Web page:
Newspaper Page Text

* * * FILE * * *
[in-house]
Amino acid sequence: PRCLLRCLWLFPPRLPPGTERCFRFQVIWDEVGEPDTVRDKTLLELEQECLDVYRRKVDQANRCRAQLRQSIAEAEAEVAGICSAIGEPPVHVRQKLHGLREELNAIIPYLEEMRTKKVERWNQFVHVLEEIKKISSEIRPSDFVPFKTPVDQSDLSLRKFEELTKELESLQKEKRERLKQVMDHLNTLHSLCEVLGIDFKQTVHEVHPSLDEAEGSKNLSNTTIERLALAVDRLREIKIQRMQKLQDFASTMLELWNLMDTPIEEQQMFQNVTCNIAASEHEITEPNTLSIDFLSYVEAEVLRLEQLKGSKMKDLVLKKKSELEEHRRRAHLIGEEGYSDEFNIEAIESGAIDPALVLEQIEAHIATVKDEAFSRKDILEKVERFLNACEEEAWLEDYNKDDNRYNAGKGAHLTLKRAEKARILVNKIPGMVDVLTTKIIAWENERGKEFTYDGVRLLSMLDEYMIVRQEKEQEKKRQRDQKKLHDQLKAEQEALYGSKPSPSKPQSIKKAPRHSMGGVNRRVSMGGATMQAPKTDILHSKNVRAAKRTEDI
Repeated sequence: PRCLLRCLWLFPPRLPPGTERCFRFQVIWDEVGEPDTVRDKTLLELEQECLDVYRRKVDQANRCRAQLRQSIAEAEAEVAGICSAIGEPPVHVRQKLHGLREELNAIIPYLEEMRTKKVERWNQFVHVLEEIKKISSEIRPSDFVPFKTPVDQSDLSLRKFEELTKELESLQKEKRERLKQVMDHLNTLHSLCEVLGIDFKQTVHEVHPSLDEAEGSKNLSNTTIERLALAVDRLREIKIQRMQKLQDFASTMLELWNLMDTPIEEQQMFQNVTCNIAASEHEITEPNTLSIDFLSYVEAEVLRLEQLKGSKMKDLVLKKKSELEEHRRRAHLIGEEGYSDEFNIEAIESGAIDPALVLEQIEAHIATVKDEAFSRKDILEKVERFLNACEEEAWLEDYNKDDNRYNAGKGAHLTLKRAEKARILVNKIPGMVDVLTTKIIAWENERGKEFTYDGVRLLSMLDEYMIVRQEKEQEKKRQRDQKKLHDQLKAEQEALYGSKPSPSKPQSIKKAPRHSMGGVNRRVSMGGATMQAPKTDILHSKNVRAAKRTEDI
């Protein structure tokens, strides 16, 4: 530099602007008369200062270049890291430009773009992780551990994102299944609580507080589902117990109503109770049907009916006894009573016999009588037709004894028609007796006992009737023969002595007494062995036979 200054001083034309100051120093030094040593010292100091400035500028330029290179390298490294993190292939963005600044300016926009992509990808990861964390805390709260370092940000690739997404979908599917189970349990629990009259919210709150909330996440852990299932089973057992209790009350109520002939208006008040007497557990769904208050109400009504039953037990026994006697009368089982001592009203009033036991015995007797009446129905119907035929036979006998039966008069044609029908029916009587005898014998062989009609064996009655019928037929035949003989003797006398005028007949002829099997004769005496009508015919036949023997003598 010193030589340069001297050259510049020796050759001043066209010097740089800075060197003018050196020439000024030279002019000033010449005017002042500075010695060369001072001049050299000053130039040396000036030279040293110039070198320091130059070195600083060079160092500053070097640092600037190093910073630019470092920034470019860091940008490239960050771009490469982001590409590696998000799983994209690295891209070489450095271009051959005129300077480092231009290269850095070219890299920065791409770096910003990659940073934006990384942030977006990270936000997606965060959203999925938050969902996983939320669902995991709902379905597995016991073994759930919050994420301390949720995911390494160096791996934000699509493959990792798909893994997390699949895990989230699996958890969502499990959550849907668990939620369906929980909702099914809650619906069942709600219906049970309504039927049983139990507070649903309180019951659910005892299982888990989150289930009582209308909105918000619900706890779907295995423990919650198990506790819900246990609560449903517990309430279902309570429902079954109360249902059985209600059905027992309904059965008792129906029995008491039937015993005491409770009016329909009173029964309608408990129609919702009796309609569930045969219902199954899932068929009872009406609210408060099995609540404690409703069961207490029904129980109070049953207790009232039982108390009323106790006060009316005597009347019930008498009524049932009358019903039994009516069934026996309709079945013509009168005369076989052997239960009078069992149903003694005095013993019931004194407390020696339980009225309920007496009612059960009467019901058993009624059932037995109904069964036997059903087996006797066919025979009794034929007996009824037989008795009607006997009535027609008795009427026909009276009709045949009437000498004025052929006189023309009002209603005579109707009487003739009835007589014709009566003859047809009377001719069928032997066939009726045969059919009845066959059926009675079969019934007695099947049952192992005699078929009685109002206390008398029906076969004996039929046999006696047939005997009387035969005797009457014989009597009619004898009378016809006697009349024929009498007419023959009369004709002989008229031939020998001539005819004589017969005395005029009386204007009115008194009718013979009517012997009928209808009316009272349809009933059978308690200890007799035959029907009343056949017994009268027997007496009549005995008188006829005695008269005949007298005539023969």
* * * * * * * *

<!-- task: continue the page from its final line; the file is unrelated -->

The Advertising Medium for Rlnfftnn T'rarln TTprrifnrv VOLUME NO. LXVI IMPROVEMENT OF 22 MILES OF TWP. ROAD IS PLANNED Richland Township Trustees Announce Program for Coming Summer Three-fourths of Roads in Township will be Improved When Work Ends Plans for improvement of 22 miles of Richland township roads were an nounced by township trustees the first of the week in outlining the highway program for this summer. Completioon of the program this year will find improved more than three-fourths of the township’s 80 mile network of roadways, it was stated in making the announcement. Some 20 miles of roads remaining un improved are largely less frequented thorofares. Cost of sixteen miles of the im provement program will be paid by the trustees and county comifirssion ers. The remaining six miles, repre sented by the Napoleon road project is being financed thru the state high way department. In the program seven miles of road way will be asphalt surfaced and sev en miles will receive an application of oil, the cost of which will be shared by Richland township and Allen county. Extensive Program Cost of stabilizing two additional miles of roads will be paid for by the county commissioners. To complete the program the state highway de-1 partment will complete improvement of six miles of the Napoleon road be ginning at Beaverdam and continuing to the Putnam county line. Asphalt surfaces will be placed on portions of six township roads which received oil base treatments either last year or the preceding year. The roads on which this improvement will be made include: Lugabill Road—from Monroe Twp. line to Napoleon road, 1 mile 12 ft. wide. Grismore Road—from Monroe Twp. line east to Pandora road, 2 miles 12 ft. wide. Pandora Road—from Putnam Co. line to Grismore road, 1 mile 14 ft. wide. Rockport RpwHCrom. ^QPioe Twp. line to Napoleon road, 1 mile 12 ft. wide. Shifferly Road—from Hancock Coo. line road to Bentley-Bluffton road, 1 mile 10 ft. wide. Pewee Road—from Jackson Twp. i line to Lincoln Highway, 1 mile 12 ft. wide. For Heavy Traffic Stabilized roads with an asphalt top and a more permanent base for heavier traffic are planned for the Yant road ,on the Monroe-Richland township line, starting at the Lincoln highway and continuing north one mile and for the Pandora road, from Bluffton-Columbus Grove road, one mile to the Grismore road. Stretches of three roads are recom mended for oiling this year, putting them in condition for asphalt-surfac ing next year should funds be avail able. They include: Rockport Road—from Napoleon road to Dixie highway, 3 miles 12 ft. wide. Fett Road—Lincoln highway to Dixie, 2 miles 12 ft. wide. Swaney Road—Jackson Twp. line to Dixie, 2 miles 12 ft. wide. Recommendations for a summer program embracing the above pro jects have been made by Richland township trustees to the county com missioners, who have indicated they will approve the proposals. All work except the Napoleon road program will be directed by the county road department, with the start tentatively scheduled for early summer. Concert At Church The Motet singers of Goshen, Ind., will present a sacred concert at the First Mennonite church at the regu lar Sunday evening meeting on June 1, at 7:30 o’clock, it was announced by Rev. H. T. Unruh, pastor. The choir appeared here last year and was favorably received in the con cert. H. S. ALUMNI TICKETS Tickets for the Bluffton high school alumni reunion will go on sale at both drug stores next Mon day. The following prices have been announced by the executive com mittee: banquet and dance $1 ban quet only 75c dance only 75c. Dues are included in these prices. Soy Price Of $1.21 Is Record Hogs Are Highest Since 1938 OOY bej^ns and hogs were the star performers Wednesday in the upswing of prices for farm products on the Bluffton market. Soys, quoted at $1.21 per bushel were the highest in history of the market here, dealers stated. Wheat quota tions also advanced to 96 cents. Hogs, which have been push ing upward since early spring made a top price of $8.90, the highest since the fall of 1938, livestock buyers announced. The price Wednesday represented an advance of ten cents per hun dred over Tuesday’s top. Not withstanding the high price, offerings were reported light. To Graduate From Osteopathy College Miss Jeanne Diller will be gradu ated at commencement exercises of the Kansas City College of Osteo pathy to be held in Kansas City, Fri day. Her mother, Mrs. W. E. Diller of South Main street left Wednesday morning to attend the graduation ex ercises. Infantile Paralysis Fails to Deter Ambitions of Miss Betty Leeson Outlook Bright as Physical Con dition Improves and Her Schooling is Ended A courageous battle to regain health and to earn a college degree despite an attack of infantile pa ralysis is nearing the two-fold goal set by Betty Leeson, daughter of Rev. E. A. Leeson, former Methodist at exercise ment to and her will be climaxed this June China Rendered Unstable By Communists From Within And Japanese From Without improve condition, education when she have resulted in the girl’s physical desire for higher is graduated from Bluffton college. Betty enrolled as a freshman at the college in 1936, and attended classes for two school years. She is remembered by many as “the girl in the wheel chair”. Following the close of the second term she went to Chicago for treat ment in a clinic, and during the time she was there Bluffton friends remembered her at Christmas with a donation of funds to help her con tinue her treatment. Courses by Correspondance During the time she was at Chi cago and after she returned home, the courageous girl has continued her college work by correspondence and will receive her degree this summer. In addition to her college corres pondence work, she has for many months been delivering sermons for her father at his church at Bethany, Ohio, near Middletown. Rev. Leeson has been bed-ridden by a heartail ment, altho he writes the sermons given by his daughter. Betty no longer uses the wheel chair, for since treatment she can stand upright and walk with the aid of a cruth. Her condition is ex pected to improve further as she con tinues to exercise. She suffered the attack of infan tile paralysis while attending high school at Beaverdam Births The following births at the Bluff ton hospital: Mr. and Mrs. Carl Niswander of Pandora, a boy, last Wednesday. Mr. and Mrs. Herbert Hilty of Pandora, a boy, Friday. Mr. and Mrs. Harold Kennedy, a boy, Saturday. Mr. and Mrs. Brice Watkins, of Orange township, are the parents of a son, Harry Albert, born April 24. Announcement has been made of the birth of a daughter to Mr. and Mrs. Walter Locher of Maracaibo, Venezuela. Mr. Locher is employed by the Standard Oil company as an electrical engineer at Maracaibo. He is the son of the late Eph Locher of this place. Mrs. Floyd Pannabecker and Family to Live in Bluffton During War in China Rural Areas of Japanese Oc cupied Northern China Con trolled by Communists Rendered unsafe by ruthless com munistic activity in the rural areas and strong Japanese military domin ation in the cities, the situation in China has become unstable enough to necessitate wholesale evacuation of all women and children missionary workers, according to Mrs. Floyd Pannabecker, recently returned mis sionary from Kai Chow, China, in the province of Chihli. Mrs. Pannabecker, and three child ren in China for the past six years, arrived here last week and will re side in Bluffton for the duration of hostilities in the Far East, staying temporarily at the home of her moth er, Mrs. J. H. Tschantz, of Kibler street. Mr. Pannabecker together with his twin brother Dr. Lloyd Pan nabecker will continue work at the mission station in Kai Chow. Advised “Girl In The Wheel Chair” To Get Her Degree From Bluffton College to Leave All women and children of the American mission stations in China were advised by United States diplo matic representatives to leave the (Continued on page 3) Four School Youths In Automobile Crash Four Bluffton High school youths were injured, two of them seriously, when their car collided with two other automobiles, on the Dixie high way, two miles south of Lima, short ly after midnight Sunday morning. Injured were Clayton Weiss, 17,’ son of Mr. and Mrs. Aldine Weiss, scalp injury Byron Fritchie, 16, son of Mr. and Mrs. Fred Fritchie, facial lacerations Evan Burkholder, cuts and body bruises James Stein er, 16, son of Mr. and Mrs. Noah Steiner, minor bruises. They were treated at St. Rita’s hospital, Lama. Earlier ft the evwnmg the yodths had attended the annual junior-senior banquet at the high school. Return ing home from Russell’s Point on In dian Lake by way of Lima, the acci dent occurred as the driver, James Steiner, made a left hand turn. An Airport cab driven by William Johnston, 23, of Lima, enroute north, collided with the Steiner car as the turn was made. Also involved was a car driven by Robert Monroe, 25, of Lima, going south. Most seriously injured were Byron Fritchie, who is still confined at the Lima hospital, and Evan Burkholder, who is recovering at his home. Weiss and Steiner returned to school Mon day morning. The Steiner auto and the Lima taxicab were badly dam aged in the mishap. Date And Purpose Of Poppy Day Memory of America’s war dead in the first orld V\ ar will be honored here on Saturday, when everyone will be asked to wear a memorial poppy in tribute to their service and sacri fice. Plans for the observance of Poppy Day are being completed by the Bluffton Unit of the American Le gion Auxiliary under the leadership of Mrs. Harry Turner, Poppy Day Chairman. The memorial flowers, made by disabled war veterans, will be offered on the streets throughout the day by the Auxiliary women. “This year, with the threatening shadow of a new World War falling across America, the memorial poppy has new significance”, said Mrs. Turner. “It shows that America still remembers and honors those who fell in its defense twenty-three years ago that Americans still believe that America’s free way of life is worth any sacrifice, and that the spirit of patriotism still burns strongly in American hearts. “The poppies which the Auxiliary wiil distribute here have been made by disabled veterans at Sandusky Home. All Poppy Day workers will serve as volunteers and all of the money contributed to them for the flowers will go into the welfare funds of the Auxiliary to carry forward the Auxiliary’s work for the disabled, their families and the families of the dead during the year ahead.” THE BLUFFTON NEWS ___ A NEWSPAPER DEVOTED TO THE INTERESTS OF BLUFFTON AND VICINITY BLUFFTON, OHIO, THURSDAY, MAY 22, 1941 GRADUATION WEEK AT HIGH SCHOOL TO OPEN SUNDAY Class Sermon to be Delivered By Rev. Soldner at Gym nasium, Sunday Night Seniors to Present Play Monday and Tuesday Class Night On Wednesday Baccalaureate services Sunday night at 7:30 o’clock will open com mencement week exercises of Bluff ton high school. The class sermon “Life’s New Day” will be delivered by Rev. G. T. Soldner, whose daugh ter Helen Soldner, is a member of the graduating class. “The Little Shepherd of Kingdom Come”, senior class play, will be presented in the auditorium, Mon day and Tuesday nigW at 8 o’clock. Costumes and staging are in charge of the dramatics pla^p and rehear sals have been under direction of Prof. P. W. Stauffer. BLUFFTON HIGH SCHOOL COMMENCEMENT WEEK MAY 25-to Sunday, 7:30 p. m. Baccalaureate Gymnasium Monday and Tuesday. 8:00 p. m. Senior Play, Auditorium Wednesday, 8:00 p. m.—Class Night, Gymnasium. Thursday. 8:00 p. m.—Com mencement, Gymnasium Friday, 6:30 p. m.—Alumni re union, Gymnasium Class night exercises are schedul ed for Wednesday night in the gym nasium at 8 o’clock. The program will consist of introductions of class members, a pageant, comedy skit and musical numbers. Graduation exercises will be held in the gymnasium Thursday night, May 29 at 8 o’clock with Raymond J. Jeffreys of Columbus delivering the class address. He will speak on the subject “Above thes Clouds”. The alumni reunion will be held on Friday night, May 30, in the high school gymnasium with a banquet at 6:30 o’clock followed by an after-dinner program and danc ings Senior Play Monday And Tuesday Nights The Little Shepherd of Kingdom Come, a three act play by Charles George, will be presented by the senior class of Bluffton High school, in the auditorium Monday and Tues day nights at 8:00 o’clock. The entire action of the play cen ters around the activities of Chad, the little shepherd, who is kicked around from family to family and finally is re-united with his former sweetheart. The play is carefully costumed and staged in the authentic and col orful manner of the southern set ting. The high school dramatics class has been working on the cos tumes and staging for the past sev eral weeks. The cast follows: Chad, Ray Nis wander Nathan Cherry, Harold Santschi Betsy, Olive DeCamp Me lissy Turner, Marjorie Stratton Ma jor Buford, Harlan Swank Lucy Buford, Wanda Diller and Doris Garmotter Old Tom, Dale Grismore Thanky, Winifred Fett Mrs. Caro line Dean, Helen Soldner Margaret Dean, Harriet Biome Richard Hunt, John Stettler Nellie Hunt, Betty Steinman Jennie Overstreet, Carolyn Stonehill. Nam# Special Police For Power Plant J. F. Herrmann and Charles Mat they were appointed special police officers by Mayor Howe the first of the week and assigned to duty at the addition to the generating plant of the Central Ohio Light & Power company now under construction here. Appointment of the special police was made at the request of the util ity company which will reimburse the town for the cost of extra police pro tection. The men will be on duty during the time construction of the addition is under way. Special Meetings At County Line Church A two weeks’ series of revival meetings in charge of Rev. Oliver Deering of Calhoun, Ill., is in prog ress at the County Line church, 7 miles south of Bluffton. The public is invited. Summer really arrived in Bluffton, Wednesday morning when tempera tures passed the ninety degree mark for the first time this year—and slacks and even bathing suits came to mind. Wednesday’s high mark in the nineties passed the previous top of 86 degrees which was registered on Tuesday and also twice before this spring. Farmers hailed the warm weather as ideal for corn planting and de clared that there is sufficient mois ture in the ground from rains of the past week for present needs. Natural Ally of Turkey is Russia, Speaker at Lions Meeting Declares Axis Attempts to Create Arabic Revolt Against British Unsuccessful Belief that Turkey will repudiate agreements with England due to close ties with Soviet Russia, was ex pressed by Maurice Boyajian, Detroit attorney of Armenian extraction, who addressed the Lions club at the Wal nut Grill, Tuesday night. Boyajian came to this country from Armenia 25 years ago at which time he made application for citizen ship and became a naturalized citi zen five years later. Having lived under the cruel persecutions of Turk ish aristocrats for 25 years the speaker pointed out that by way of contrast he was in a special position to appreciate the democratic freedom enjoyed in this country. Armenia Armenia is located in the north eastern part of the near east with part of the country lying in the Balkan area. Of the 2,500,000 Armenians in the near east 1,500,000 of them live in Russia, the speaker declared. Born and reared under the Turk ish flag the speaker pointed out that the hereditary aristocracy, composing only three per cent of the population, looked upon the rest of the country as chattels. Sixty per cent of fhe population was forced to work for the pleasure of the aristocratic group. Often prominent people of position and some wealth were thrown into prison for an imaginary offense trumped up by a petty official. Their property would be confiscated and their wives and daughters carried off to Turkish harems. Turkish Attitude Commenting on the Turkish atti tude towards Great Britain the speaker declared that not much in the way of Turkish loyalty could be expected. Russia is their natural ally and that is where the country’s sympathy lies. In the last great World War, Turkey joined with the Central pow ers and when Germany lost, Turkey suffered heavily in the division of the Turkish empire. This weakened the Turkish imperial regime and paved the way for the rise to power of Mustapha Kemal Ataturk, the ruthless dictator, responsible for the revolutionary westernization of the country. Iraq Iraq, now very much in the inter national limelight, was a part of the Turkish empire before the last World War. In Biblical times Iraq was a country with a teeming population of (Continued on page 8) Bluffton High school musicians won highest honors at the national regional music competition in Class by winning superior ranking in instrumental and vocal numbers at Flint, Mich., Friday and Saturday. Summer’s Here With Temperature At Highest Mark Of Season Wednesday Turkey To Repudiate Ties With England Due To Russian Influence, Speaker Says High School Wins Highest Honors At National Music Meet In Flint, Mich. Winning top honors for Bluffton were the superior ratings received by Barbara Jean Triplett for the ma rimba solo and by Roger Howe for the baritone solo. Ratings of excel lent were given to Betty Steinman in the cello solo and to the boys vo cal quartet consisting of Norman Beidler, Leroy Luginbuhl, Roger Howe and Wilhelm Amstutz. Betty Holtkamp, mezzo-soprano, re ceived a rating of very good. Ac companists were Jean Ann Steinman and Mary Margaret Basinger. Con testants received instruction from Prof. Sidney Hauenstein and Miss New Town Clerk Takes Over Duties Wilford Geiger, who has been named deputy town clerk in the ab sence of the regular clerk, James West, took over the duties qf his new office at the council meeting Monday night. West, who was elected to the office, has been drafted for army service and will leave next week. Geiger, an instructor in the high school here will fill the unexpired term until the end of the current year. SPECIAL MORNING EXERCISES HERE ON MEMORIAL DAY American Legion Plans Include Decoration of Soldiers’ Graves in Area Parade Will be Followed by Services in Cemetery and At High School Decoration of the graves of war veterans and commemorative exer cises at Maple Grove cemetery and the high school auditorium will fail ure Bluffton’s observance of Memorial Day, Friday morning, May 30. Preceding American Legion ritual istic services at the cemetery, a pa rade will be held thru downtown Bluffton. Special music and other features will be included on the pro gram. After exercises at the cemetery, a Memorial Day service will be held in th high school building, with Rev. Charles T. Martz, pastor of Rose wood Presbyterian church, Toledo, de livering the address. Another feature of the Memorial Day observance will be the decoration of the graves of Blufftoxuaxea’s *3ol dier-dead. Arrangements for the day’s pro gram are being made by Bluffton post, American Legion, with the as sistance of the Legion Auxiliary. Commander Ralph Stearns is direct ing work of committees. Noah M. Niswunder Rites Held Tuesday Noah M. Niswander, 79, prominent retired Richland township farmer, was found dead at 5 a. m. last Sun day at his residence, three miles south of Bluffton. Death was caused by heart disease. Funeral services were held Tues day afternoon in Emanuel’s Re formed church of which he was a member. Rev. Emil Burrichter, pas tor, officiated. Burial was in the church cemetery. Born in Richland township Oct. 18, 1862, Mr. Niswander was the last of a family of 17. He was the son of John M. and Magdalin (Lehman) Niswander. Mr. Niswander was married 55 years ago to Sarah Kohler, who sur vives, with two children, Mrs. Russell Huber, south of Bluffton, and Edwin Niswander, north of Bluffton. Elizabeth Higley of the high school faculty. With a ruling made by the North Central Association of Secondary schools to be made operative next year, national music competition in eight regions has been eliminated. Region No. 3, which includes Ohio, Indiana, Illinois and Michigan, was among those eliminated by the com mittee. The administrative heads of Ohio secondary schools have been request ing such a move for a number of years. In addition to being difficult to finance, national contests take so many of the students out of their classroom routine, that scholarship often suffers, it is claimed. State competition in the future will represent the highest bracket to which high school musicians may aspire. BLUFFTON A Good Place to Live and a Good Place to Trade NUMBER 4 FISH, TREES AND SHRUBS RECEIVED HERE FROM STATE 1-arge AUottment in Re-stock ing Program from Conser vation Department Seedlings Planted on Woodlots And Roads 3,000 Fish in Quarries Bluffton last Friday received a load of trees and shrubs, more than 3000 breeder crappies and 36 dozen pheas ant eggs, the largest re-stocking al lotment ever consigned to this area by the state department of conserva tion. Distribution of the items was made locally by represenatives of the con servation system, assisted by Harry Shalley, Silas Diller, Dwight Worth ington and Aldine Kohli, all of the Bluffton Community Sportsmen’s club. A full truck-load of breeder-size crappies was released in three Bluff ton quarries, assuring better fishing in future years for local anglers. More than 3.000 fish made up the consignment. Fish in Three Quarries The fish were distributed in equal amounts between the National, the Buckeye and tlm Water Work quar ries, among tjte area’s favorite fish ing spots. Trees and shrubs distributed locally in line with a* expanding pro gram of the con,serration department, with the seedlings going to farmers for planting in their Woods. Others w?re set out along roadsides and oth y public grounds in the district. Among the trees were many oaks, elm, chestnuts and others native to the district. Harry F. Barnes and W. O .Geiger, Bluffton High School faculty members, assisted in the planting program. The trees and shrubs were received from a C. C. C. conservation camp near Dayton. An allotment of 36 dozen pheasant eggs were distributed among farm ers who volunteered to hatch them with hens and raise them in pens that have been built under the auspices of the Sportmen’s club. Pre-School Clinic To Be Held June 12 Plans for the annual pre-school clinic are being formulated by the Allen county health commissioner for Bluffton children to be held at the grade school June 12. School nurses will be present to advise parents on health problems said other matters relating to the starting of the child in school work will be discussed. Notices will be sent to the parents with information for getting their children ready for the meeting. The local participation in the coun ty program will be under the direc tion of Mrs. David Risser and Mrs. Chas. Hankish. Chinese Evangelist At Area Churches Andrew Gih, well known Chinese evangelist, will speak at the St. John Mennonite church, near Pandora, Friday night and at the Pandora Missionary church Saturday night. Both meetings are at 8 o’clock. The evangelist will also show mo tion pictures depicting missionary work among the Chinese. The meet ings are open to the public. Brotherhood Plans Family Night Here Family night will be observed at the brotherhood meeting of the St. Johns and Emmanuel Reformed churches to be held at the St. Johns church Thursday night at 8 o’clock. Rev. Robert Diller, of Prospect and son of Mr. and Mrs. Noah Diller of Jackson street, will be the speaker. Mrs. W. A. Amstutz will be in charge of devotions. Refreshments will be served following the meeting. Huber Street Will Be Oiled Friday With grading completed and stone chips spread on the surface of Huber street, the final application of tar and oil will be applied Friday, it was stated by Lee Coon, Street com missioner. Oiling of College avenue and Franklin street between Main and Jackson streets was completed last week. The remainder of the oil in the big tank truck was then applied to various alleys in the town, also in cluded in the town’s street improve ment program.